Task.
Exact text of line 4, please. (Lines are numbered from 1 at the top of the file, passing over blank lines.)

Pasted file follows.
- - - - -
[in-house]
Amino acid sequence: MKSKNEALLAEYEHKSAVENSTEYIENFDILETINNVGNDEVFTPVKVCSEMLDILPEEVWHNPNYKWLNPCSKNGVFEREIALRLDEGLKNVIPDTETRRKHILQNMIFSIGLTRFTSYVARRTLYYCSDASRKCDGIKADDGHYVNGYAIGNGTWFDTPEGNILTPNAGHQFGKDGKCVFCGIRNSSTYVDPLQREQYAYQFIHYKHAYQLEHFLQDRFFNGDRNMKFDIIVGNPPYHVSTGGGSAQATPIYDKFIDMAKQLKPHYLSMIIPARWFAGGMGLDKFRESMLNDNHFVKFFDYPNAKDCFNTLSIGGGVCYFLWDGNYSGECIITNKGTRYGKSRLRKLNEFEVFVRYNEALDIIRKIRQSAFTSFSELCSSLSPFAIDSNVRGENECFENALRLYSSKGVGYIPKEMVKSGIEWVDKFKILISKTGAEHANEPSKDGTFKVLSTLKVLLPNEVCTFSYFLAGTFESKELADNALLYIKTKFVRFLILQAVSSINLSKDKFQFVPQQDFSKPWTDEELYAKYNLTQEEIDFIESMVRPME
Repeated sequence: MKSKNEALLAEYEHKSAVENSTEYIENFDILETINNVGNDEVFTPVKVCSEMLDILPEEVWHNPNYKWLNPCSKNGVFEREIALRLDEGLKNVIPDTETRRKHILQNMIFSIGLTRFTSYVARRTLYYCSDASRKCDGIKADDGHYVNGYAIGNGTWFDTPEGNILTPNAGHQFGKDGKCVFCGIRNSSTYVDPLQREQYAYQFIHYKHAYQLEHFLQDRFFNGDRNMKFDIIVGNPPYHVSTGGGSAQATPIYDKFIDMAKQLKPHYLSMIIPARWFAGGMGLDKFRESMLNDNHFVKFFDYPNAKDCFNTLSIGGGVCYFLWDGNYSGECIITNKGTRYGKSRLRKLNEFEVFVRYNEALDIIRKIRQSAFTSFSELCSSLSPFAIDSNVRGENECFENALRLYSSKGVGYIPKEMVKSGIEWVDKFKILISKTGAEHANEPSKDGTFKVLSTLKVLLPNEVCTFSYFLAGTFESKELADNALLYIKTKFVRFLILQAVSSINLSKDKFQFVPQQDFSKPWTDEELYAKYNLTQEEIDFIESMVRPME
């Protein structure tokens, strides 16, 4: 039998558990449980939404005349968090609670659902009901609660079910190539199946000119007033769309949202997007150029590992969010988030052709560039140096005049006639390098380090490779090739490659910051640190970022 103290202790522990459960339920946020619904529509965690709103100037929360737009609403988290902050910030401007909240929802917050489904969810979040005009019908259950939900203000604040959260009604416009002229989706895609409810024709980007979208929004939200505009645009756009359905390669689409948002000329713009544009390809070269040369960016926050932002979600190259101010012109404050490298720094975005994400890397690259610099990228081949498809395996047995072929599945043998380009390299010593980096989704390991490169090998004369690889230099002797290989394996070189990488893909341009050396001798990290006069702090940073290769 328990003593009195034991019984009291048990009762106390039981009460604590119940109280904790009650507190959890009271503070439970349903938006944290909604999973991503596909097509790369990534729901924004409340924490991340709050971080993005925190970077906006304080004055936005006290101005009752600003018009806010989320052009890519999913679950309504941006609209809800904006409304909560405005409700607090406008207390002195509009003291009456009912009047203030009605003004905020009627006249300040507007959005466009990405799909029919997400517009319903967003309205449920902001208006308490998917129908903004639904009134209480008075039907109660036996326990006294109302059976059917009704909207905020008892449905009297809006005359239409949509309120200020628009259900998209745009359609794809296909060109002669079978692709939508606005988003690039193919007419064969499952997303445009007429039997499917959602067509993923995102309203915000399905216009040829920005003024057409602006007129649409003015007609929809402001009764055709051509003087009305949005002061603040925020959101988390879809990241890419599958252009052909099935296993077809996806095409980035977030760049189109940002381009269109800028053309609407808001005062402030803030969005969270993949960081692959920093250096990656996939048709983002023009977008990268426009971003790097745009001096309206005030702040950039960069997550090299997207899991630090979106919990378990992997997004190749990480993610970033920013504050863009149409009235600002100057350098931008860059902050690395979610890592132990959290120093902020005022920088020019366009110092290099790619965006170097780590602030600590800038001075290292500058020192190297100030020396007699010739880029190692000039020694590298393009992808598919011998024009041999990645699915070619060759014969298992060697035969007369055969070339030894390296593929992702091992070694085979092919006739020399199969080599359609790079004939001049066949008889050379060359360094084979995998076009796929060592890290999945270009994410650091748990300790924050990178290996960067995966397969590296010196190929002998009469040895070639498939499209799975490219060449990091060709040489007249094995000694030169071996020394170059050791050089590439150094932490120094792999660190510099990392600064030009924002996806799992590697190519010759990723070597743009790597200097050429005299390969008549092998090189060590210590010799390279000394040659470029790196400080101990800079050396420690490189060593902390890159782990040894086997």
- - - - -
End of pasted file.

């Protein structure tokens, strides 16, 4: 039998558990449980939404005349968090609670659902009901609660079910190539199946000119007033769309949202997007150029590992969010988030052709560039140096005049006639390098380090490779090739490659910051640190970022 103290202790522990459960339920946020619904529509965690709103100037929360737009609403988290902050910030401007909240929802917050489904969810979040005009019908259950939900203000604040959260009604416009002229989706895609409810024709980007979208929004939200505009645009756009359905390669689409948002000329713009544009390809070269040369960016926050932002979600190259101010012109404050490298720094975005994400890397690259610099990228081949498809395996047995072929599945043998380009390299010593980096989704390991490169090998004369690889230099002797290989394996070189990488893909341009050396001798990290006069702090940073290769 328990003593009195034991019984009291048990009762106390039981009460604590119940109280904790009650507190959890009271503070439970349903938006944290909604999973991503596909097509790369990534729901924004409340924490991340709050971080993005925190970077906006304080004055936005006290101005009752600003018009806010989320052009890519999913679950309504941006609209809800904006409304909560405005409700607090406008207390002195509009003291009456009912009047203030009605003004905020009627006249300040507007959005466009990405799909029919997400517009319903967003309205449920902001208006308490998917129908903004639904009134209480008075039907109660036996326990006294109302059976059917009704909207905020008892449905009297809006005359239409949509309120200020628009259900998209745009359609794809296909060109002669079978692709939508606005988003690039193919007419064969499952997303445009007429039997499917959602067509993923995102309203915000399905216009040829920005003024057409602006007129649409003015007609929809402001009764055709051509003087009305949005002061603040925020959101988390879809990241890419599958252009052909099935296993077809996806095409980035977030760049189109940002381009269109800028053309609407808001005062402030803030969005969270993949960081692959920093250096990656996939048709983002023009977008990268426009971003790097745009001096309206005030702040950039960069997550090299997207899991630090979106919990378990992997997004190749990480993610970033920013504050863009149409009235600002100057350098931008860059902050690395979610890592132990959290120093902020005022920088020019366009110092290099790619965006170097780590602030600590800038001075290292500058020192190297100030020396007699010739880029190692000039020694590298393009992808598919011998024009041999990645699915070619060759014969298992060697035969007369055969070339030894390296593929992702091992070694085979092919006739020399199969080599359609790079004939001049066949008889050379060359360094084979995998076009796929060592890290999945270009994410650091748990300790924050990178290996960067995966397969590296010196190929002998009469040895070639498939499209799975490219060449990091060709040489007249094995000694030169071996020394170059050791050089590439150094932490120094792999660190510099990392600064030009924002996806799992590697190519010759990723070597743009790597200097050429005299390969008549092998090189060590210590010799390279000394040659470029790196400080101990800079050396420690490189060593902390890159782990040894086997």